Jimmy Carter appeared at Emory University yesterday to speak about his book -- keeping the stage to himself as he did last month at Brandeis University. The Emory Wheel reports that “Carter adamantly refused to appear with [Dennis] Ross,” as a group of Emory professors headed by Deborah Lipstadt had urged.
“Let him come here and present his own views. I have enough to do. I don’t have time to come back over and over again and debate Dennis Ross.”
Andrew W. Mellon Professor of Political Science and History Harvey Klehr reported said the arrangements were worse than for Carter’s appearance at Brandeis:
At Brandeis, Carter declined an invitation to debate Harvard law professor Alan Dershowitz, but Dershowitz gave a speech refuting many of Carter's points after the former president had departed.
"At least they had someone responding after President Carter left the building," Klehr said. "It's unfortunate that Carter, who has said he wrote this book to start dialogue and discussion, doesn't want dialogue and discussion."
Carter yesterday “repeated an apology for a passage [on page 213 of his book] that critics said could be interpreted as supporting suicide bombings as a negotiating tactic” and said it “would be removed from future editions,” according to a report in Yahoo News.
The sentence on page 213 urged Palestinians to “make it clear they will end the suicide bombings and other acts of terrorism when international law and the ultimate goals of the road map for peace are accepted by Israel” -- a formulation that obviously condones terrorism in the interim, as Emory Professor Mel Konner had written to Carter.
JCI requested that Simon & Shuster provide us a copy of the revised sentence as it will appear in the next printing of Carter’s book, and (after a series of emails that simulated a dental operation) they provided the new language. Here is the revised sentence, showing the language Carter has stricken and the words he has added in their place:
It is imperative that the general Arab community and all significant Palestinian groups make it clear that they
will end the suicide bombings and other acts of terrorism when international lawsrenounce all acts of violence against innocent civilians and will accept international laws, the Arab peace proposal of 2002 and the ultimate goals of the Roadmap for Peace are accepted by Israel.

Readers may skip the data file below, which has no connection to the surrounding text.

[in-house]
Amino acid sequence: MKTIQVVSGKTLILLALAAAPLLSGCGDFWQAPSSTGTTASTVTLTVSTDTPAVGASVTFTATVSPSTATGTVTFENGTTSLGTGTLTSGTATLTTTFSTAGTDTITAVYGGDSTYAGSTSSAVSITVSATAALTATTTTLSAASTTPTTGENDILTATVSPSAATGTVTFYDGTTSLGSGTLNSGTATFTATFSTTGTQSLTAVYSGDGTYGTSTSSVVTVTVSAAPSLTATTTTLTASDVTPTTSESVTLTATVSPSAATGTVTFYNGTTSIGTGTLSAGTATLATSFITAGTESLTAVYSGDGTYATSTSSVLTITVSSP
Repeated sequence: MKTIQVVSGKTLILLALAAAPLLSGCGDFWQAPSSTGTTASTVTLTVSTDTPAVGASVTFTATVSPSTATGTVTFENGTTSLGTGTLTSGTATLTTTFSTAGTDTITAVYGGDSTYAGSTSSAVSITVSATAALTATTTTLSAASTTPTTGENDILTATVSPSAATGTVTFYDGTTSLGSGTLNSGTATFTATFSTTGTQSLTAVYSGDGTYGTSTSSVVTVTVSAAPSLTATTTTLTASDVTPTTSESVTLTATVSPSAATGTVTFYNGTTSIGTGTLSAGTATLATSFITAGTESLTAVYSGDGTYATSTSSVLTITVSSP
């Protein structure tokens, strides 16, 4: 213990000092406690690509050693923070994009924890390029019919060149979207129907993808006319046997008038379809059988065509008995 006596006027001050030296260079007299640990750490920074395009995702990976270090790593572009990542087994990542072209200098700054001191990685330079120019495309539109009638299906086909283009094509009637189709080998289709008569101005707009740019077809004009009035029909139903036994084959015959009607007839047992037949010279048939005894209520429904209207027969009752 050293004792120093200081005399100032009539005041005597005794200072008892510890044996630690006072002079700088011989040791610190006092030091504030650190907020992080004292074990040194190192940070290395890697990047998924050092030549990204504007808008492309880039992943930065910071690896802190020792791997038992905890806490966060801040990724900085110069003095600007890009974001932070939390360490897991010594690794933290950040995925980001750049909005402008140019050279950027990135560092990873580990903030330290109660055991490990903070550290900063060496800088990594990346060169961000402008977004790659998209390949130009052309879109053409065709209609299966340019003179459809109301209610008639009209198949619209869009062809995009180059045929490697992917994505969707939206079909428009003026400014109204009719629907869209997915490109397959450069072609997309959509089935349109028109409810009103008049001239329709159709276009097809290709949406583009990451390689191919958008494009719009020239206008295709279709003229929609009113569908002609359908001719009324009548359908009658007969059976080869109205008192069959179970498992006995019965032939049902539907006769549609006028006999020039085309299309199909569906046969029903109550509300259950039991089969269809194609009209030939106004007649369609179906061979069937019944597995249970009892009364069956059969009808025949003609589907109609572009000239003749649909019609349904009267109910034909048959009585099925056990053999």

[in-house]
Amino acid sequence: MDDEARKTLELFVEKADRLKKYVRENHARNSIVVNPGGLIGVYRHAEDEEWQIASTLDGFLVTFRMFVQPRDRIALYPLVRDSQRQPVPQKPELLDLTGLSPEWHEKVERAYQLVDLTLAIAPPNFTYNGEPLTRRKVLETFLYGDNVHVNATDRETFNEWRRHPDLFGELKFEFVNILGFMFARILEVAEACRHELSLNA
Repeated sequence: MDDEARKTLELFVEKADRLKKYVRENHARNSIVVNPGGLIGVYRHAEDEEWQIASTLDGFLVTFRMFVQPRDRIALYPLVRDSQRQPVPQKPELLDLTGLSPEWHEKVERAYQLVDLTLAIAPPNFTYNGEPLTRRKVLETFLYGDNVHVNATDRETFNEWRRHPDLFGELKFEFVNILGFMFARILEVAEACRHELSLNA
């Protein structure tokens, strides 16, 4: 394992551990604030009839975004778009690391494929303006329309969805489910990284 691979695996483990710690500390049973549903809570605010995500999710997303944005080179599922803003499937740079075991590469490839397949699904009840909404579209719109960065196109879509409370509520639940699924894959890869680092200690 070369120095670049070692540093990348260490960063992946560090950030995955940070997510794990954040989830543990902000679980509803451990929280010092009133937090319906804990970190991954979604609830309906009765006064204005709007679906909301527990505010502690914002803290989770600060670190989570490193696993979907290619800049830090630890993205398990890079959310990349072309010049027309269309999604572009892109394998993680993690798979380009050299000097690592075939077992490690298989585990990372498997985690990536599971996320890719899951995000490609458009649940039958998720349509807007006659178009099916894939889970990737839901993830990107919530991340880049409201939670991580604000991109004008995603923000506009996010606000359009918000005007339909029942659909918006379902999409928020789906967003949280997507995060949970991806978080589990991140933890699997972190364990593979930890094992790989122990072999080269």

There are several interesting aspects of Carter’s changed sentence. First, he found it necessary to substitute a new phrase -- “acts of violence against innocent civilians” -- in place of “suicide bombings and other acts of terrorism.” Perhaps that is because a Carter condemnation of “terrorism” would not satisfy many critics given his definition of it on Al Jazeera last month ("I don't consider . . . I wasn't equating the Palestinian missiles with terrorism”).
Second, he substituted a new verb -- asking Palestinians simply to “renounce” acts of violence; previously he had called upon them to “end” terrorism (eventually). Why not urge them to start meeting their Phase I Road Map obligation now, and dismantle their terrorist infrastructure?
The best Carter can apparently do is urge the Palestinians to accept “the ultimate goals” of the Road Map (like the Palestinians themselves, he is a fan of Phase III but not of Phase I and II) and endorse the Arab peace proposal of 2002 (which includes a “right of return” he must know is a non-starter).
It is admirable that he has revised a sentence he acknowledged at Brandeis was “worded in a completely improper and stupid way,” and apologized for it both there and at Emory. But there is a lot more that Jimmy Carter (and perhaps only Jimmy Carter) could do for peace -- including disabusing the Palestinians of their insistence on a deal-killing "right of return," and emphasizing their need to comply with the agreements they have already made.